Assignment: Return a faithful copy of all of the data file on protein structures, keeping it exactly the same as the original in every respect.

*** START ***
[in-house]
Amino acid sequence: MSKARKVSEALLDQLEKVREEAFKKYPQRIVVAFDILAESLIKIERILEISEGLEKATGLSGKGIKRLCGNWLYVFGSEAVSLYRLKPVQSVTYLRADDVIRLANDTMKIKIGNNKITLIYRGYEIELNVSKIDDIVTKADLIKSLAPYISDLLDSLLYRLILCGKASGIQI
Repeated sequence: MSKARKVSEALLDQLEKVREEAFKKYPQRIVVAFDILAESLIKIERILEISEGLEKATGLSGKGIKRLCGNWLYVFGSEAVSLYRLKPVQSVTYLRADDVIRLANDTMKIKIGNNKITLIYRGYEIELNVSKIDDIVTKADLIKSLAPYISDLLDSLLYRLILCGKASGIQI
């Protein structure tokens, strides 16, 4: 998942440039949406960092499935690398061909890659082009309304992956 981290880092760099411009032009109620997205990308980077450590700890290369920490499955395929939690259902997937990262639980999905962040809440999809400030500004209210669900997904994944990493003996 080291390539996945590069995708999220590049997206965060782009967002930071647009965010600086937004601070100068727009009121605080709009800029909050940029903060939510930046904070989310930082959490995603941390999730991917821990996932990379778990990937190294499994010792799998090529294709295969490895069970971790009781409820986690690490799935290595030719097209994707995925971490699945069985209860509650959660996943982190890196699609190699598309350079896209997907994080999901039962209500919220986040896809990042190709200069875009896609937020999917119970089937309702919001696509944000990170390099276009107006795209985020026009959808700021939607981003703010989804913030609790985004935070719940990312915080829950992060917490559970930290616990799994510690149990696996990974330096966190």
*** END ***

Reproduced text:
[in-house]
Amino acid sequence: MSKARKVSEALLDQLEKVREEAFKKYPQRIVVAFDILAESLIKIERILEISEGLEKATGLSGKGIKRLCGNWLYVFGSEAVSLYRLKPVQSVTYLRADDVIRLANDTMKIKIGNNKITLIYRGYEIELNVSKIDDIVTKADLIKSLAPYISDLLDSLLYRLILCGKASGIQI
Repeated sequence: MSKARKVSEALLDQLEKVREEAFKKYPQRIVVAFDILAESLIKIERILEISEGLEKATGLSGKGIKRLCGNWLYVFGSEAVSLYRLKPVQSVTYLRADDVIRLANDTMKIKIGNNKITLIYRGYEIELNVSKIDDIVTKADLIKSLAPYISDLLDSLLYRLILCGKASGIQI
């Protein structure tokens, strides 16, 4: 998942440039949406960092499935690398061909890659082009309304992956 981290880092760099411009032009109620997205990308980077450590700890290369920490499955395929939690259902997937990262639980999905962040809440999809400030500004209210669900997904994944990493003996 080291390539996945590069995708999220590049997206965060782009967002930071647009965010600086937004601070100068727009009121605080709009800029909050940029903060939510930046904070989310930082959490995603941390999730991917821990996932990379778990990937190294499994010792799998090529294709295969490895069970971790009781409820986690690490799935290595030719097209994707995925971490699945069985209860509650959660996943982190890196699609190699598309350079896209997907994080999901039962209500919220986040896809990042190709200069875009896609937020999917119970089937309702919001696509944000990170390099276009107006795209985020026009959808700021939607981003703010989804913030609790985004935070719940990312915080829950992060917490559970930290616990799994510690149990696996990974330096966190």